The agenda of the Foreign Affairs Council on 28 May was determined before the climax of the violence in Gaza on 14 May, but I requested that the Council should nonetheless discuss these tragic and destabilizing events. Accordingly, it was discussed by Ministers in informal format over lunch.Many Ministers expressed their deep concern at the disproportionate use of force by Israel, and the appalling number of casualties. These concerns had already been expressed in EU and national statements, and at the UN Human Rights Council, where Ireland and others supported a successful resolution which will, inter alia, establish a commission of inquiry into these events. In my intervention I also argued strongly that events such as this will only recur if the vicious cycle in Gaza is not broken. It was essential not to despair of progress in Gaza but instead to redouble our efforts to find practical ways to begin to ease the situation there and provide hope. The inhabitants of Gaza must be able to see a political and economic perspective to end the blockade and end their isolation, otherwise more militant voices and groups will inevitably be strengthened.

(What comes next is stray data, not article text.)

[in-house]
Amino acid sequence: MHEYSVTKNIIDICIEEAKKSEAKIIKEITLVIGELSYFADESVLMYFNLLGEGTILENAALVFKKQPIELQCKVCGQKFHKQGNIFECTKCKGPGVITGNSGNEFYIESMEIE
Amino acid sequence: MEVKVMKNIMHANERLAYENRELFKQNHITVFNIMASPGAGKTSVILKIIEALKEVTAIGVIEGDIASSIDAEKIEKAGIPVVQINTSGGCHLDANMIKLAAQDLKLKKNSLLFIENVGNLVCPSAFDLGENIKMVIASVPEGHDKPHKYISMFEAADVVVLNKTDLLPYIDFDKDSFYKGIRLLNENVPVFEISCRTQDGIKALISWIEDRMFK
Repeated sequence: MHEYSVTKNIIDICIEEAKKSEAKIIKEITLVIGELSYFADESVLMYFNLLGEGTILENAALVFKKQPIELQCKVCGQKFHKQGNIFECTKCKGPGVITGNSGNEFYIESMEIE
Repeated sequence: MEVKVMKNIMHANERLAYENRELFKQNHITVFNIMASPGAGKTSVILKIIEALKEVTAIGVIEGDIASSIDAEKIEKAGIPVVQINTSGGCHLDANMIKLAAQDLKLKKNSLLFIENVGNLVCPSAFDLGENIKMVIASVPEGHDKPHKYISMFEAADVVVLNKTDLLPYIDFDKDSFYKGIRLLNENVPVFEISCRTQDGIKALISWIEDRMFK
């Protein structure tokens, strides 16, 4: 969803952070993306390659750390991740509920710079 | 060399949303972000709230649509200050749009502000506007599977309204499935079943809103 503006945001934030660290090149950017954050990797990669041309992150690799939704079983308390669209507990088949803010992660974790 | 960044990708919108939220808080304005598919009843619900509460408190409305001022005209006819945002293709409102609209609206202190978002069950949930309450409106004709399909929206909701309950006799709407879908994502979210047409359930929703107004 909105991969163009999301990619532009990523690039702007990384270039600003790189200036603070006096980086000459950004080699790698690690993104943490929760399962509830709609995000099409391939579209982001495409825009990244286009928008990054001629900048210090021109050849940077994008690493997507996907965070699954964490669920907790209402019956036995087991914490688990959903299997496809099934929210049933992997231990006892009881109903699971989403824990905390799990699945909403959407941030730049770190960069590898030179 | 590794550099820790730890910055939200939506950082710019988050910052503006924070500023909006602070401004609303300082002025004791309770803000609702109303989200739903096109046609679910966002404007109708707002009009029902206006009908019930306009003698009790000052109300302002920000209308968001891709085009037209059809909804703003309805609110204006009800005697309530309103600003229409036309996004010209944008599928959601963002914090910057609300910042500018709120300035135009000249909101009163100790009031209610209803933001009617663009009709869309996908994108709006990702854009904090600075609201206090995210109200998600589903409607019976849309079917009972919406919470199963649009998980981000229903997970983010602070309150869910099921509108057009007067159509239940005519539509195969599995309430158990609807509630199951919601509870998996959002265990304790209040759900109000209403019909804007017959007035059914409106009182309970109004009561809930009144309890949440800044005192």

The meeting also discussed humanitarian assistance, the difficult position of UNRWA, the recent move of the United States Embassy, and the prospects for a peace initiative by the US.